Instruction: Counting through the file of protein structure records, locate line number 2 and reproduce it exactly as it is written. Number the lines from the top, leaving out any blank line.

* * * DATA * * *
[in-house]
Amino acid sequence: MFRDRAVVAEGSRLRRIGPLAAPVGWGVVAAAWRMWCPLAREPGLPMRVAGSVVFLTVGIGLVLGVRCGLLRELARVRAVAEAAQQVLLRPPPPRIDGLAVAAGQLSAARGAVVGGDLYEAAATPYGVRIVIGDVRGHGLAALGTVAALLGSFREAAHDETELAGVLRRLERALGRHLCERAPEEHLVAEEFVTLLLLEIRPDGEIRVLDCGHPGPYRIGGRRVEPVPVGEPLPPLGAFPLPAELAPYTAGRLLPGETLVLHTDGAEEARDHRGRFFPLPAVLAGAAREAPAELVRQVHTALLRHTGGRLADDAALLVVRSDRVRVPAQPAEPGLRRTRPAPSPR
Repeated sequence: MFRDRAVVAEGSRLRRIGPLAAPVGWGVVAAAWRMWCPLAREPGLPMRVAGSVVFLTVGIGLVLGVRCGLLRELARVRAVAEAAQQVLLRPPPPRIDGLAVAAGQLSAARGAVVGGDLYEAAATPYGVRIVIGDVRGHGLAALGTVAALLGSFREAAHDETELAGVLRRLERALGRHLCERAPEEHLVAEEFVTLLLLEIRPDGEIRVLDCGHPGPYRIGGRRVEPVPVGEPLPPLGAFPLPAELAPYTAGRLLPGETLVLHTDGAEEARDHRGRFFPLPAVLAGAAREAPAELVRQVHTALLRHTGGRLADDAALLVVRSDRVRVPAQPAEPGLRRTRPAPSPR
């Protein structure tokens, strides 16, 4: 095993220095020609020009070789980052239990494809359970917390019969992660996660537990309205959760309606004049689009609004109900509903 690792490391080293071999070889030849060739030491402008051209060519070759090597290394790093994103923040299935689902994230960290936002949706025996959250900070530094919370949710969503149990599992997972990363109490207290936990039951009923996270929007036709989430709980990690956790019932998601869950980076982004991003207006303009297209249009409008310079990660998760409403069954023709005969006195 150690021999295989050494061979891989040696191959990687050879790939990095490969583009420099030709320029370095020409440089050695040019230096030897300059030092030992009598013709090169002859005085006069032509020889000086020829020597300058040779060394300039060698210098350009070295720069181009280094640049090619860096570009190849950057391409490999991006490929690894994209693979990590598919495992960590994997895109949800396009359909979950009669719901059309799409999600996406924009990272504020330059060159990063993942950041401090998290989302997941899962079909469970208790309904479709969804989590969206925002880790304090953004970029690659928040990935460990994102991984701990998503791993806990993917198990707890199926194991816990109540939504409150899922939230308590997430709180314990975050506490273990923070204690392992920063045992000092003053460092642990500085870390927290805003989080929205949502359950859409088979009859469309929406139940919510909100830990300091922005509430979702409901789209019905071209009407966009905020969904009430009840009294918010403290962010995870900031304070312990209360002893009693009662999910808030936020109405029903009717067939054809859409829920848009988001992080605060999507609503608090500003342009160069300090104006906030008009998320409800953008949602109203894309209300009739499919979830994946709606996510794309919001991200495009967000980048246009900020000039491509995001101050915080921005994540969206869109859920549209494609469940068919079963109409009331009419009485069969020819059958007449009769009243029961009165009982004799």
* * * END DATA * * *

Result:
Amino acid sequence: MFRDRAVVAEGSRLRRIGPLAAPVGWGVVAAAWRMWCPLAREPGLPMRVAGSVVFLTVGIGLVLGVRCGLLRELARVRAVAEAAQQVLLRPPPPRIDGLAVAAGQLSAARGAVVGGDLYEAAATPYGVRIVIGDVRGHGLAALGTVAALLGSFREAAHDETELAGVLRRLERALGRHLCERAPEEHLVAEEFVTLLLLEIRPDGEIRVLDCGHPGPYRIGGRRVEPVPVGEPLPPLGAFPLPAELAPYTAGRLLPGETLVLHTDGAEEARDHRGRFFPLPAVLAGAAREAPAELVRQVHTALLRHTGGRLADDAALLVVRSDRVRVPAQPAEPGLRRTRPAPSPR